The History of Theresa, New York

“The heart of the Indian Lakes Region”

In 1806 the village bonded to the extent of $18,000 to secure a sufficient supply of pure and wholesome water for domestic purposes. In the same year the works were constructed, main pipes were laid throughout the principal streets, fire hydrants were located at convenient points, and a stand-pipe was erected on a commanding elevation on the outskirts of the village. A contract was made with Sneli & Makepeace to pump the supply of water from Indian river to the stand-pipe. All these things were accomplished speedily and well, during 1896, and the result is a system of water works not surpassed in any municipality in the county.

The territory comprising Theresa was originally a part of great lot number four of the Macomb purchase, and passed as a part of the vast tract to the Antwerp company, thence to James de Le Ray, by whom it was again surveyed and subdivided for purposes of settlement and development. It was this worthy proprietor who caused the “jobs” to be cleared; it was he who caused the primitive mills to be erected at the falls during the years 1810—11, and he, also, who sent the live stock to be fattened in the splendid pasture lands that followed the clearings.

While there was no permanent settlement in the town previous to about 1817, Mr. Le Ray continued his improvements, and in 1814 caused a bridge to be built across the river at the falls, and about 1818 he had Mr. Evans survey and lay out the village tract of 1,000 acres. In the next year he built a grist mill and a tavern, the latter being burned in 1820. In the meantime settlement was begun and the town began making permanent history. The pioneers were James Shurtliff. Anson Cheeseman and Col. Sinesa (or Sinecy) Ball, all of whom came in 1817. Mr. Shurtliff located on the clearing, and soon afterward opened his house as an inn for the accommodation of new arrivals and travelers through the region. He was one of the early justices of the peace, an earnest Presbyterian and a man much respected in the corninanity. He died in Plessis August 1, 1846. Colonel Ball settled on the old military road, two miles west of the falls. He had a large family of children, and several of his descendants became persons of note in the county. Anson Cheeseman came into the town in the fall of the year, and was connected with the saw mill, for which he furnished the supply of logs. He also assisted in the construction of the grist mill in the next year. His surname is still well. known in the town.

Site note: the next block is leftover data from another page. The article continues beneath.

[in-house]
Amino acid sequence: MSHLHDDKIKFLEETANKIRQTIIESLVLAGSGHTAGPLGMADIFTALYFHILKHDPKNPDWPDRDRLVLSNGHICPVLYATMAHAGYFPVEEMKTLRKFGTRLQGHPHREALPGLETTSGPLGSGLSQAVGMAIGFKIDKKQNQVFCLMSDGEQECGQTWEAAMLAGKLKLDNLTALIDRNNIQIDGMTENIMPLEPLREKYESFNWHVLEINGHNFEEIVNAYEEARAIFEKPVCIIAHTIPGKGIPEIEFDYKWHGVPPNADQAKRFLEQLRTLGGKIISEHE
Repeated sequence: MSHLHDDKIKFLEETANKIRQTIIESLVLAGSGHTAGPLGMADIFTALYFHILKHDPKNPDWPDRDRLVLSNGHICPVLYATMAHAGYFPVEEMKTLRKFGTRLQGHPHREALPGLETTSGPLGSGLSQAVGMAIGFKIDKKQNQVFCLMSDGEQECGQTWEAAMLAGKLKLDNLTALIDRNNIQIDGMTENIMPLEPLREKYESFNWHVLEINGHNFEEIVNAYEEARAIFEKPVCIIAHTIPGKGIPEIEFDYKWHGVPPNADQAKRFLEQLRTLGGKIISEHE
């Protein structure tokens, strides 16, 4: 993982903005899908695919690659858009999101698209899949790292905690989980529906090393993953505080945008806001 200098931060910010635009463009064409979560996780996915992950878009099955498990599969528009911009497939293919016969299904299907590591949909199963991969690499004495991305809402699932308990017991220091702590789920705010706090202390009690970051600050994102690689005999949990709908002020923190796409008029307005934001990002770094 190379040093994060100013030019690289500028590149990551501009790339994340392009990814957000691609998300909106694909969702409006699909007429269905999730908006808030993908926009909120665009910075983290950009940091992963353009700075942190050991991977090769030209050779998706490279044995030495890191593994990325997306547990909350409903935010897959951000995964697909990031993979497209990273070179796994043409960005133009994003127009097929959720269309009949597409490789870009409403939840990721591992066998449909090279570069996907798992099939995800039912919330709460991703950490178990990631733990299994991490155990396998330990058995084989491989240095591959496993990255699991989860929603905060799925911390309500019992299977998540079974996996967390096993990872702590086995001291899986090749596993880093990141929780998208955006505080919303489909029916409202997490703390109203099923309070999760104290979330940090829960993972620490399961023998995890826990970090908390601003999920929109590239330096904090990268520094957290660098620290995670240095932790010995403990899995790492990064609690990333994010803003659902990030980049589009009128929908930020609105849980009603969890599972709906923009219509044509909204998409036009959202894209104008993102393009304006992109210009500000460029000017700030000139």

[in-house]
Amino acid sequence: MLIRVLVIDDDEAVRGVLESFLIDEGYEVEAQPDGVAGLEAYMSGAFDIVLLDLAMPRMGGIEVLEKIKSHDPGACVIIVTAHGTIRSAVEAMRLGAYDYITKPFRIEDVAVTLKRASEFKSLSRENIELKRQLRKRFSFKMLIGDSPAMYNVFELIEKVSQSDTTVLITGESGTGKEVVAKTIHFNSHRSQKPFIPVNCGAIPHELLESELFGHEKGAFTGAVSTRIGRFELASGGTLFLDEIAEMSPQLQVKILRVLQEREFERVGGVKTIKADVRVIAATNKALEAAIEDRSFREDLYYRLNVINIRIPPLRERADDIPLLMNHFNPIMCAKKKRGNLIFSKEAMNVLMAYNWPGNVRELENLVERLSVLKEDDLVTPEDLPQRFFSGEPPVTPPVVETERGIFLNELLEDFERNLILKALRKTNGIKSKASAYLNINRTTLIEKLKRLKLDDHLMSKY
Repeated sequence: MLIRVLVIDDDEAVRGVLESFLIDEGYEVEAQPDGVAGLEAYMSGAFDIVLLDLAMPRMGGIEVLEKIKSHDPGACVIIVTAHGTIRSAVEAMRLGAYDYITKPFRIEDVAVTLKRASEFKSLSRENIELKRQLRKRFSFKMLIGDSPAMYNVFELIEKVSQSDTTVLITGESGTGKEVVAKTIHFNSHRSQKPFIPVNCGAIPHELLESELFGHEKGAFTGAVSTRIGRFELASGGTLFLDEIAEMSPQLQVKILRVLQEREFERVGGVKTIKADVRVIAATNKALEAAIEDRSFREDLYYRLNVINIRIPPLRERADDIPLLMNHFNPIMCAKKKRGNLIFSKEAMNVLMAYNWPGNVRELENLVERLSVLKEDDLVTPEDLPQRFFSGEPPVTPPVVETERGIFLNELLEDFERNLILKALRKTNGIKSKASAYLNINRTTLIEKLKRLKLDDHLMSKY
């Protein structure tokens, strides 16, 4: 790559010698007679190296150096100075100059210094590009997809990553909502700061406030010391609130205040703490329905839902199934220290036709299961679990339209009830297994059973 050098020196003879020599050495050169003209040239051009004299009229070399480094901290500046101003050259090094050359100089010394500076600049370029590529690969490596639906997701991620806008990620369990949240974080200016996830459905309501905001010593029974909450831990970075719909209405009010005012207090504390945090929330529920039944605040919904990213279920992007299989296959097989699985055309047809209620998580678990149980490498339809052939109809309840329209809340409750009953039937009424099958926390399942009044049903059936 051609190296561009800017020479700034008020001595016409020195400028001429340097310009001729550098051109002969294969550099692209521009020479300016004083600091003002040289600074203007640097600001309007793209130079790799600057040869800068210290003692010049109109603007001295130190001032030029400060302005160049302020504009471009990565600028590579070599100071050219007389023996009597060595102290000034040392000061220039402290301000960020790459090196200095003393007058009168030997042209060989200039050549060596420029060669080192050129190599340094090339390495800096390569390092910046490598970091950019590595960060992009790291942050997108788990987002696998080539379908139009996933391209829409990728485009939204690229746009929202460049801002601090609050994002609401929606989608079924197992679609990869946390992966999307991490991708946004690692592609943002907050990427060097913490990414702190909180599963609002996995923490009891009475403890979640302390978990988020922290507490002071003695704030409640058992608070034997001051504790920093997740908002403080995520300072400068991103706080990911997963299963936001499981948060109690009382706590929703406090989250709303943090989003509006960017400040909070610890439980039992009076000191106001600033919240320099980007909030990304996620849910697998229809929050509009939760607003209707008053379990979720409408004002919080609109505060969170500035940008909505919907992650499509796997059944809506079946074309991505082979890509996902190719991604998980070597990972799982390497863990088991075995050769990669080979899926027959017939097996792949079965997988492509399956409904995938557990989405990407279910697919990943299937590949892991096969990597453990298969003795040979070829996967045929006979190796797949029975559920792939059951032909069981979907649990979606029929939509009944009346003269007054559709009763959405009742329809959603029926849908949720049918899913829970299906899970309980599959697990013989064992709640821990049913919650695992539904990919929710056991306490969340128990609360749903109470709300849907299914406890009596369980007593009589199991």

In 1819 Mr. Le Ray caused a tavern to be built in the village settlement on the site of the present Getman house Mr. Stephenson was first landlord, but in the fall of 1821 the building was burned. A second hotel was built on the same site in 1824. It was of brick, and for many years was known as the “Brick tavern.” Gen. Fisher was its owner and landlord, and under his proprietorship was a famous hostelry, This was the first brick building erected in the town or village, the bricks for which were made by Benjamin Barnes, who came to the town in that year. The second brick building was the dwelling house of Nathaniel W. Lull, standing on Main street. The brick used for this house were also the handiwork of Mr. Barnes.

The inhabitants of Theresa, town and village, have ever been generous in providing for the educational welfare of their youth. The first school in the town was opened while the territory formed a part of Le Ray, and was started by a Mrs. Castleman in a house standing on the tract cleared for Le Ray and put to use as a pasture. This was in 1820. Soon afterward Almira Barnes opened a school in the widow Keeler's house, while the third was taught about the same time by Abigail Salisbury, at the dwelling of Carley Smith. A school house was built in the settlement about 1821, and a Mr. Welch is said to have been the first teacher.

About 1828 Henry R. Morey came from the village and built the famous “Red tavern” at the cross roads north of Colonel Bull’s place. This was a noted stopping place in early times, and was famous for the “good cheer” dispensed to the weary traveler along the military road. The later proprietors were Hiram Becker, Elias Glass, Austin Bates and perhaps others before the house was closed. About 1828 Daniel Strough kept a hotel on the highway leading to La Fargeville, but the building was soon afterward put to other uses. Warren Parish was probably the first hotel keeperat West Theresa. In the north part of the town, on the north side of Red lake, John Graves tried the experiment of opening a hotel to be patronized chiefly by fishermen and hunters in that region; but the enterprise proved unsuccessful from a business point of view.

While there is no present means of determining accurately, it is believed the number of inhabitants in what is now Theresa in 1840 was about 2,000. The subject of a new town had been discussed at the annual meetings for several years, but no definite action was taken previous to 1841, when a division of the territory was agreed upon. The creating act passed the legislature April 15, 1841, and by it Theresa was brought into existence; and was so named in allusion to Mile. Theresa, the daughter of James D. Le Ray, and the wife of the Marquis de Gouvello, of France.

Theresa was incorporated as a village in 1871. Read More.

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